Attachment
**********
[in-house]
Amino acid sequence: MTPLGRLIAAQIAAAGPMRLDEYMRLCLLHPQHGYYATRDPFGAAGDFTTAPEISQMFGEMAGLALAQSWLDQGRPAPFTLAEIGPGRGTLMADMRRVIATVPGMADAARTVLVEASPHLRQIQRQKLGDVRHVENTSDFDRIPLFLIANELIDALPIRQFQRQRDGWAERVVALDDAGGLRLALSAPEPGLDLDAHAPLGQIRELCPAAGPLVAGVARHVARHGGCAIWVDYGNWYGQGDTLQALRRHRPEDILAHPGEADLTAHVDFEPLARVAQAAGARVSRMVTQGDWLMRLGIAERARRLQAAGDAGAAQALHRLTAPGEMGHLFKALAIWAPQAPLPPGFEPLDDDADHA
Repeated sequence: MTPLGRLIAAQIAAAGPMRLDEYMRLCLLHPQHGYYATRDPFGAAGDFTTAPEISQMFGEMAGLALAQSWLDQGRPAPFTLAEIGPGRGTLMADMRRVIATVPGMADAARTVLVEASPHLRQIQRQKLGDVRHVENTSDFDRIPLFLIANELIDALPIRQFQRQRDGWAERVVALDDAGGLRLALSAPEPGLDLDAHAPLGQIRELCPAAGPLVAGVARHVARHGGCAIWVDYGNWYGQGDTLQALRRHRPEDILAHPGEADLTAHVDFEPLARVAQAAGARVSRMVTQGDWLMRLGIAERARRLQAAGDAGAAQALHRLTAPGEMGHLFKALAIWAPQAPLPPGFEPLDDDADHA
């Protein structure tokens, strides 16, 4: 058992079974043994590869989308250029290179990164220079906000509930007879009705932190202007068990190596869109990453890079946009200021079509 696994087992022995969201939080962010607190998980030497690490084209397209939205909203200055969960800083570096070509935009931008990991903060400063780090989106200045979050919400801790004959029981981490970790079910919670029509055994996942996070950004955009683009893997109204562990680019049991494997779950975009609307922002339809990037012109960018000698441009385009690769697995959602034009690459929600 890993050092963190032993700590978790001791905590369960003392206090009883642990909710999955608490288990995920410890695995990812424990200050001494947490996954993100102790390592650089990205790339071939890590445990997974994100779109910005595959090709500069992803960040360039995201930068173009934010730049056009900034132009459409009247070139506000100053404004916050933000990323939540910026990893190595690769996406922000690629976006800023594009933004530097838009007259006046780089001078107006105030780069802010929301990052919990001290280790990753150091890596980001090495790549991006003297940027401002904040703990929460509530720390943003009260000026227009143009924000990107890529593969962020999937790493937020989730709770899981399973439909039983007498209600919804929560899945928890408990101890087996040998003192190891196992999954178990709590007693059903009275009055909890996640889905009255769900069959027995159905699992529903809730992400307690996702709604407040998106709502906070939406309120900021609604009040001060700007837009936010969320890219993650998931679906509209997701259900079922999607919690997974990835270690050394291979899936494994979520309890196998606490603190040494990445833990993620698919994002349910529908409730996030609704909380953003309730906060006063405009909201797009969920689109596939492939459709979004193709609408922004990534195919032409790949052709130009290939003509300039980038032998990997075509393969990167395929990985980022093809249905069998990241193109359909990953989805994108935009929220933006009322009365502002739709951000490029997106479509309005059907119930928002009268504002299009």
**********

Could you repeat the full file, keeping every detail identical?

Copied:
[in-house]
Amino acid sequence: MTPLGRLIAAQIAAAGPMRLDEYMRLCLLHPQHGYYATRDPFGAAGDFTTAPEISQMFGEMAGLALAQSWLDQGRPAPFTLAEIGPGRGTLMADMRRVIATVPGMADAARTVLVEASPHLRQIQRQKLGDVRHVENTSDFDRIPLFLIANELIDALPIRQFQRQRDGWAERVVALDDAGGLRLALSAPEPGLDLDAHAPLGQIRELCPAAGPLVAGVARHVARHGGCAIWVDYGNWYGQGDTLQALRRHRPEDILAHPGEADLTAHVDFEPLARVAQAAGARVSRMVTQGDWLMRLGIAERARRLQAAGDAGAAQALHRLTAPGEMGHLFKALAIWAPQAPLPPGFEPLDDDADHA
Repeated sequence: MTPLGRLIAAQIAAAGPMRLDEYMRLCLLHPQHGYYATRDPFGAAGDFTTAPEISQMFGEMAGLALAQSWLDQGRPAPFTLAEIGPGRGTLMADMRRVIATVPGMADAARTVLVEASPHLRQIQRQKLGDVRHVENTSDFDRIPLFLIANELIDALPIRQFQRQRDGWAERVVALDDAGGLRLALSAPEPGLDLDAHAPLGQIRELCPAAGPLVAGVARHVARHGGCAIWVDYGNWYGQGDTLQALRRHRPEDILAHPGEADLTAHVDFEPLARVAQAAGARVSRMVTQGDWLMRLGIAERARRLQAAGDAGAAQALHRLTAPGEMGHLFKALAIWAPQAPLPPGFEPLDDDADHA
């Protein structure tokens, strides 16, 4: 058992079974043994590869989308250029290179990164220079906000509930007879009705932190202007068990190596869109990453890079946009200021079509 696994087992022995969201939080962010607190998980030497690490084209397209939205909203200055969960800083570096070509935009931008990991903060400063780090989106200045979050919400801790004959029981981490970790079910919670029509055994996942996070950004955009683009893997109204562990680019049991494997779950975009609307922002339809990037012109960018000698441009385009690769697995959602034009690459929600 890993050092963190032993700590978790001791905590369960003392206090009883642990909710999955608490288990995920410890695995990812424990200050001494947490996954993100102790390592650089990205790339071939890590445990997974994100779109910005595959090709500069992803960040360039995201930068173009934010730049056009900034132009459409009247070139506000100053404004916050933000990323939540910026990893190595690769996406922000690629976006800023594009933004530097838009007259006046780089001078107006105030780069802010929301990052919990001290280790990753150091890596980001090495790549991006003297940027401002904040703990929460509530720390943003009260000026227009143009924000990107890529593969962020999937790493937020989730709770899981399973439909039983007498209600919804929560899945928890408990101890087996040998003192190891196992999954178990709590007693059903009275009055909890996640889905009255769900069959027995159905699992529903809730992400307690996702709604407040998106709502906070939406309120900021609604009040001060700007837009936010969320890219993650998931679906509209997701259900079922999607919690997974990835270690050394291979899936494994979520309890196998606490603190040494990445833990993620698919994002349910529908409730996030609704909380953003309730906060006063405009909201797009969920689109596939492939459709979004193709609408922004990534195919032409790949052709130009290939003509300039980038032998990997075509393969990167395929990985980022093809249905069998990241193109359909990953989805994108935009929220933006009322009365502002739709951000490029997106479509309005059907119930928002009268504002299009």